This Edward Cogan sale of the Mortimer Mackenzie collection in June 1869 (just 2 months after Levick's AJN plate) was the first use of photography in an auction catalogue. One of the 5 plates was this one of cents. All six of the 1793 cents on this plate were also used on Levick's plate. The photographer is not known, but my guess would be Rockwood.

The completeness of the plate is such that Levick & Crosby missed only 2 collectable varieties of the year. Both varieties are R 6 today. Crosby discovered the S12 (a marriage of Obv. 10 & Rev. K) in 1870 & the S7 (a new obverse mated to reverse C) in 1878.


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Case 5


image of literary exhibit

Starting in October 1896 & continuing in the January & April 1897 issues of the AJN Sylvester Crosby re-wrote his 1869 article. He used halftone photos on 3 separate plates to show 21 different varieties of 1793. This was 6 more varieties than was known in 1869. (The B reverse was proven to be an alteration. Levick thought so in 1869 but Crosby didn't believe him). Crosby printed 200 copies of his monograph in book form in late 1897. A 22nd variety (a marriage of Obv. 9 with Rev. I) was discovered early in 1897 & was included in the book. The last variety of 1793 was discovered in the 1980s.

Levick took no part in this project, but Crosby had a much easier job getting all the cents together. They all belonged to one collector – Dr. Thomas Hall.

Ed Frossard was the next to publish a treatise on early copper with plates. His Monograph of United States Cents & Half Cents 1793-1857 was published in 1879. The 9 plates include 1 of colonial coins, two of half cents, & the rest are large cents. His plate did not illustrate 3 varieties of the 1793 cents that Levick had (Rev. D, Obv. 12, & Rev. K), although he did show a new reverse for the Strawberry Leaf. His No. 6 was a worn example of his No. 7.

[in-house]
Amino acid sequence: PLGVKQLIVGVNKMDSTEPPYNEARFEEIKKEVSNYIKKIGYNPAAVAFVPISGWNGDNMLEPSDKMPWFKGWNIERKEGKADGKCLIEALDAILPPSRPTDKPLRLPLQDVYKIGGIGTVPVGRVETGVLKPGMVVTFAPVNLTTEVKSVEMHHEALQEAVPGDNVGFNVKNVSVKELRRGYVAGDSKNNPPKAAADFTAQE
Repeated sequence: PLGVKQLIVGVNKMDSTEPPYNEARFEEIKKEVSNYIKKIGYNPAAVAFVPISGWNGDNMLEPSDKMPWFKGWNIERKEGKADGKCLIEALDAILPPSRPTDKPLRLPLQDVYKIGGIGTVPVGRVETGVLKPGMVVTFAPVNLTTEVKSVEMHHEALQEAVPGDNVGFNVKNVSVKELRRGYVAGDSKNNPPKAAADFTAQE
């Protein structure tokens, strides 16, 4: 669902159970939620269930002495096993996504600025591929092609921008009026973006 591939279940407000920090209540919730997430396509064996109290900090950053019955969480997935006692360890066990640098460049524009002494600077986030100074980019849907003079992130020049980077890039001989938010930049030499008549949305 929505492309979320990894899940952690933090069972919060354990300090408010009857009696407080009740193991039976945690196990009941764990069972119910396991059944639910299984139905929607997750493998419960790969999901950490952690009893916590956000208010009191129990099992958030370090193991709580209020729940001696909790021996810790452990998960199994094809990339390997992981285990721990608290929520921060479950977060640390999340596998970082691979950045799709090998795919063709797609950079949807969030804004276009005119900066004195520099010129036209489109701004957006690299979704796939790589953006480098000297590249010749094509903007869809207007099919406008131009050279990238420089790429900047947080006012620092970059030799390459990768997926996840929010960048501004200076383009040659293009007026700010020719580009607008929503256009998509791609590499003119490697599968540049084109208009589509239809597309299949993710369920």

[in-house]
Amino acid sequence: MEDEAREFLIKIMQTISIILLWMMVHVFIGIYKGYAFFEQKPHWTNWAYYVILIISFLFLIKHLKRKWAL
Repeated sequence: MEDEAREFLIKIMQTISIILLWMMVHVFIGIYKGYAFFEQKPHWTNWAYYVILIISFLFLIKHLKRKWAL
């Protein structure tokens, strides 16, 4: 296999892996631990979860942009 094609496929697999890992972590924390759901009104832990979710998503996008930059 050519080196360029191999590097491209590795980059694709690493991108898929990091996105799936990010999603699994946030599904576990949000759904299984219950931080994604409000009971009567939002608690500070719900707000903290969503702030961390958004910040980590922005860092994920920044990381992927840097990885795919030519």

Both sides of this cent (S15) appeared on the plate as 12 & K. In 1869 this was the only known example of this variety. (Only 10 more have been discovered since.) The 6D, Strawberry Leaf, is still unique. How did Levick show both sides of a unique coin on the plate? Woodward's 1884 sale of the Levick collection provides the answer. Lots 803-823 were electrotype copies made by Crosby from the same coins that Levick used to make up the plate. So the plate showed one side of the actual coin while the opposite side showed the electro.

If Levick had a digital camera & a computer the plate would have looked something like this.